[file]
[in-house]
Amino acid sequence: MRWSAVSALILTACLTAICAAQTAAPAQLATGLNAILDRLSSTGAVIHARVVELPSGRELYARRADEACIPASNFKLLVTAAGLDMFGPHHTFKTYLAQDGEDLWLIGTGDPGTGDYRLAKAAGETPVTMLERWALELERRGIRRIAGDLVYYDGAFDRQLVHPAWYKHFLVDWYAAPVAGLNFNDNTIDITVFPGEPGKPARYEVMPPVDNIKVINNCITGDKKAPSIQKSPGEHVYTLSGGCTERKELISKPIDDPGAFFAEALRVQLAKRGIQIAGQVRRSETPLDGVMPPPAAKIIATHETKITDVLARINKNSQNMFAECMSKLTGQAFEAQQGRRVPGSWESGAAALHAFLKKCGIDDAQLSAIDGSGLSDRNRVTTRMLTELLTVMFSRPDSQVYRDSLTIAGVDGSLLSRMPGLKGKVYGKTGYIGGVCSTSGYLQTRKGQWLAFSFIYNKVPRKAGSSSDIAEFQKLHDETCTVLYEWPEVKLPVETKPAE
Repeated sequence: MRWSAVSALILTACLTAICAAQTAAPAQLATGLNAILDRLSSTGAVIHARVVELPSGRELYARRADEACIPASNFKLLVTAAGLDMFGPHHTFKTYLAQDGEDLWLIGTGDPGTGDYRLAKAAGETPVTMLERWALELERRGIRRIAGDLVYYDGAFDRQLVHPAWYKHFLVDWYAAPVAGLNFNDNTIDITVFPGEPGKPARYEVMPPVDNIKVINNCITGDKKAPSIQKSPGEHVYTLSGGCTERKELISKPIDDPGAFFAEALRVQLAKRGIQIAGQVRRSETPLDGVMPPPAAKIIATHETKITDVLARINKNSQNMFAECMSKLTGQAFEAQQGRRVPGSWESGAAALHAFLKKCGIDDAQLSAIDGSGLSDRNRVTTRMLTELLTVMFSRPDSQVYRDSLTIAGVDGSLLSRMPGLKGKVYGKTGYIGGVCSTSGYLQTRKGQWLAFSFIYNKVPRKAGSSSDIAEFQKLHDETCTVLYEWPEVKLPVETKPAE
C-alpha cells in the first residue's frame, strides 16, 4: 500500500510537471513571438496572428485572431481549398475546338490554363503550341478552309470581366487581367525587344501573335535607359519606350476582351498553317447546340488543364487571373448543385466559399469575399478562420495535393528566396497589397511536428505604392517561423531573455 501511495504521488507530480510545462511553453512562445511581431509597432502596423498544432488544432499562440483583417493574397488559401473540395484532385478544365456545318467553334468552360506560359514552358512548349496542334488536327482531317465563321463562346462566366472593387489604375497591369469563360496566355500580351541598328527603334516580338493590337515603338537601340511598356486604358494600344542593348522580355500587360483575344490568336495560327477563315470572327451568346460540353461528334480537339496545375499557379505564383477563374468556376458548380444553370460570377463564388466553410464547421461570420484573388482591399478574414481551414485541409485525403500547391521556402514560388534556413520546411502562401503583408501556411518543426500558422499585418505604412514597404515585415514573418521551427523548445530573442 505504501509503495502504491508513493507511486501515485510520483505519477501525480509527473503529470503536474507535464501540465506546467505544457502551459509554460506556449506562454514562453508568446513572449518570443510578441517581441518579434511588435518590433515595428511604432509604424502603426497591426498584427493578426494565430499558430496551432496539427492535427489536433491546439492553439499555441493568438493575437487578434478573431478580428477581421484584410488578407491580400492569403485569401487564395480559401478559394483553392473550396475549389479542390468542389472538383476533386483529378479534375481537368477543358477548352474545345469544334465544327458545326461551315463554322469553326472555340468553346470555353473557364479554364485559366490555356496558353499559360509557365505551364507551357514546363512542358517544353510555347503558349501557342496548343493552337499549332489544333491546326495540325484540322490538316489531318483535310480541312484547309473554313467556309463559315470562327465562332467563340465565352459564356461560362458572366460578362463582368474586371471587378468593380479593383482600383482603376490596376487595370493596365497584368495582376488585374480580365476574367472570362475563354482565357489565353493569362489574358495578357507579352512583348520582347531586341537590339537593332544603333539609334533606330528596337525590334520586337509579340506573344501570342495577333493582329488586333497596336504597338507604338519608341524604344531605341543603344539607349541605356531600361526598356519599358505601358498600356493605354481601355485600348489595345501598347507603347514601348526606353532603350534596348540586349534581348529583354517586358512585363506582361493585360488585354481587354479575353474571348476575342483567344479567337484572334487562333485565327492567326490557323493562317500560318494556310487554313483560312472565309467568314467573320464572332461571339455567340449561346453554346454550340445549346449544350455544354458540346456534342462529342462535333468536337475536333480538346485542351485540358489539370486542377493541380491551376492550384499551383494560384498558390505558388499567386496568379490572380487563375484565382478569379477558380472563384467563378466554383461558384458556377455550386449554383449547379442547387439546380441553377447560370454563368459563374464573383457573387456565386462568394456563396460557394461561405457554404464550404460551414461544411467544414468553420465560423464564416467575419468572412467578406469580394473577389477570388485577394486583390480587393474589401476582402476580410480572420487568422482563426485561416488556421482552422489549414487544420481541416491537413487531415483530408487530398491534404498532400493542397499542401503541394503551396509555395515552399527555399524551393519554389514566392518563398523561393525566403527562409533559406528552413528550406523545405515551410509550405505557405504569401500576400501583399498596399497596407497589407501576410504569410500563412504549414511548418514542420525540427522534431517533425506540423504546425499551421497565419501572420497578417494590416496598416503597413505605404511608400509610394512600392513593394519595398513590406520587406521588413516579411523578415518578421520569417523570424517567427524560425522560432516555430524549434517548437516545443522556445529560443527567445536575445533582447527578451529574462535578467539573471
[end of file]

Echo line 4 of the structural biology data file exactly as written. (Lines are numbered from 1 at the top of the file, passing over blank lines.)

C-alpha cells in the first residue's frame, strides 16, 4: 500500500510537471513571438496572428485572431481549398475546338490554363503550341478552309470581366487581367525587344501573335535607359519606350476582351498553317447546340488543364487571373448543385466559399469575399478562420495535393528566396497589397511536428505604392517561423531573455 501511495504521488507530480510545462511553453512562445511581431509597432502596423498544432488544432499562440483583417493574397488559401473540395484532385478544365456545318467553334468552360506560359514552358512548349496542334488536327482531317465563321463562346462566366472593387489604375497591369469563360496566355500580351541598328527603334516580338493590337515603338537601340511598356486604358494600344542593348522580355500587360483575344490568336495560327477563315470572327451568346460540353461528334480537339496545375499557379505564383477563374468556376458548380444553370460570377463564388466553410464547421461570420484573388482591399478574414481551414485541409485525403500547391521556402514560388534556413520546411502562401503583408501556411518543426500558422499585418505604412514597404515585415514573418521551427523548445530573442 505504501509503495502504491508513493507511486501515485510520483505519477501525480509527473503529470503536474507535464501540465506546467505544457502551459509554460506556449506562454514562453508568446513572449518570443510578441517581441518579434511588435518590433515595428511604432509604424502603426497591426498584427493578426494565430499558430496551432496539427492535427489536433491546439492553439499555441493568438493575437487578434478573431478580428477581421484584410488578407491580400492569403485569401487564395480559401478559394483553392473550396475549389479542390468542389472538383476533386483529378479534375481537368477543358477548352474545345469544334465544327458545326461551315463554322469553326472555340468553346470555353473557364479554364485559366490555356496558353499559360509557365505551364507551357514546363512542358517544353510555347503558349501557342496548343493552337499549332489544333491546326495540325484540322490538316489531318483535310480541312484547309473554313467556309463559315470562327465562332467563340465565352459564356461560362458572366460578362463582368474586371471587378468593380479593383482600383482603376490596376487595370493596365497584368495582376488585374480580365476574367472570362475563354482565357489565353493569362489574358495578357507579352512583348520582347531586341537590339537593332544603333539609334533606330528596337525590334520586337509579340506573344501570342495577333493582329488586333497596336504597338507604338519608341524604344531605341543603344539607349541605356531600361526598356519599358505601358498600356493605354481601355485600348489595345501598347507603347514601348526606353532603350534596348540586349534581348529583354517586358512585363506582361493585360488585354481587354479575353474571348476575342483567344479567337484572334487562333485565327492567326490557323493562317500560318494556310487554313483560312472565309467568314467573320464572332461571339455567340449561346453554346454550340445549346449544350455544354458540346456534342462529342462535333468536337475536333480538346485542351485540358489539370486542377493541380491551376492550384499551383494560384498558390505558388499567386496568379490572380487563375484565382478569379477558380472563384467563378466554383461558384458556377455550386449554383449547379442547387439546380441553377447560370454563368459563374464573383457573387456565386462568394456563396460557394461561405457554404464550404460551414461544411467544414468553420465560423464564416467575419468572412467578406469580394473577389477570388485577394486583390480587393474589401476582402476580410480572420487568422482563426485561416488556421482552422489549414487544420481541416491537413487531415483530408487530398491534404498532400493542397499542401503541394503551396509555395515552399527555399524551393519554389514566392518563398523561393525566403527562409533559406528552413528550406523545405515551410509550405505557405504569401500576400501583399498596399497596407497589407501576410504569410500563412504549414511548418514542420525540427522534431517533425506540423504546425499551421497565419501572420497578417494590416496598416503597413505605404511608400509610394512600392513593394519595398513590406520587406521588413516579411523578415518578421520569417523570424517567427524560425522560432516555430524549434517548437516545443522556445529560443527567445536575445533582447527578451529574462535578467539573471